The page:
Tagged: Websockets

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What is the Web of Things?

Note: this article was first published in the IoT Technica Curiosa magazine. The Internet of Things – IoT for short – is here to stay and to change our world for the better. This grand vision depicts a world where people, buildings, and physical objects are connected to a single and common network. Bottles of soda, lighting systems, cars and everything in between can provide services and exchange data with each other. You might have noticed that the Internet of Things feels very much like an Intranet of Things: to interact with 10 different devices from your phone, you have...

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What’s in HTTP/2 for the Internet of Things? 1/2

If you followed this blog you probably know that the motto of the Web of Things community is to re-use Web protocols to build a truly interoperable Application Layer for the Internet of Things. One of the key protocols we are talking about is HTTP currently massively deployed on the Web in its 1.1 version. HTTP/1.1 is a great protocol when used correctly to build Web Services as illustrated in this book! However, it dates back from 1999. Remember this time? Back then we were using Windows 95, wired phones to call each other and the IoT term had just...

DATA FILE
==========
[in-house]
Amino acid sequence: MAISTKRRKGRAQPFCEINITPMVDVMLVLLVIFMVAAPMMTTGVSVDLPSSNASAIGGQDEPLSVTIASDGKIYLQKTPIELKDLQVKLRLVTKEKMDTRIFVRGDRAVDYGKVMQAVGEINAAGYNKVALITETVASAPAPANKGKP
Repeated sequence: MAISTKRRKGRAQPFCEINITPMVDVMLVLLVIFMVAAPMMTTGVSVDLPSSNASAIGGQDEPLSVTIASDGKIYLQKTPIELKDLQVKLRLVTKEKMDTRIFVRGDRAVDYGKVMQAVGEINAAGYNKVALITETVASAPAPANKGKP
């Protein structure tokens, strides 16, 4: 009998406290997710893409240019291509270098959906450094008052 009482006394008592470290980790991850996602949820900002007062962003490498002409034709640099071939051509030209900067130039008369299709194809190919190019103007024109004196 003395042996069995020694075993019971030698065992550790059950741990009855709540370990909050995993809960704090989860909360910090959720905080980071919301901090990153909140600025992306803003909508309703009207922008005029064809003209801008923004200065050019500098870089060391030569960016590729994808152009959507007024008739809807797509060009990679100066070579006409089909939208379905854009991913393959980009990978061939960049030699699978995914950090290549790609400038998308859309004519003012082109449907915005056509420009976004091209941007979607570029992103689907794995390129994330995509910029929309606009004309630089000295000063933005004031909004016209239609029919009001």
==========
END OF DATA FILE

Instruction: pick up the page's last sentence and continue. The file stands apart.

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Oh HTML5 WebSockets, Push Data to my Mobile!

At last a slightly geeky post 😉 ! A few days ago I was at Google Zurich (GTUG) to present a more technical remix of a talk I originally gave at Jazoon 2011. In a nutshell, the talk was about how HTML5 WebSockets would soon be ready for pushing data to mobile phones in a standard way (and possibly soon to/from any embedded device?). In a Web of Things context, we used this at the MIT Auto-ID labs to push data “directly” from RFID readers to Android or iOS mobile phones within a few lines of Javascript code (for the...

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EPC Cloud: Simplifying the Internet of Things Thanks to Web Patterns: HTML 5 Websockets (Part 2/3)

Part 1: Cloud & REST | Part 2: HTML5 WebSockets | Part 3: Physical Mashups In a recent post, we were explaining how in a project common to MIT and ETH Zurich, we simplified deployments of IoT applications based on the EPC Global standards. We operated this simplification by applying four of the Web of Things patterns: Cloud Computing, RESTful Interface, Real-Time Web and Physical Mashups. In the first related post we described how we used Cloud Computing and RESTful Interfaces. It is now time to talk a little bit more about one of the other pattern: the Real-Time Web.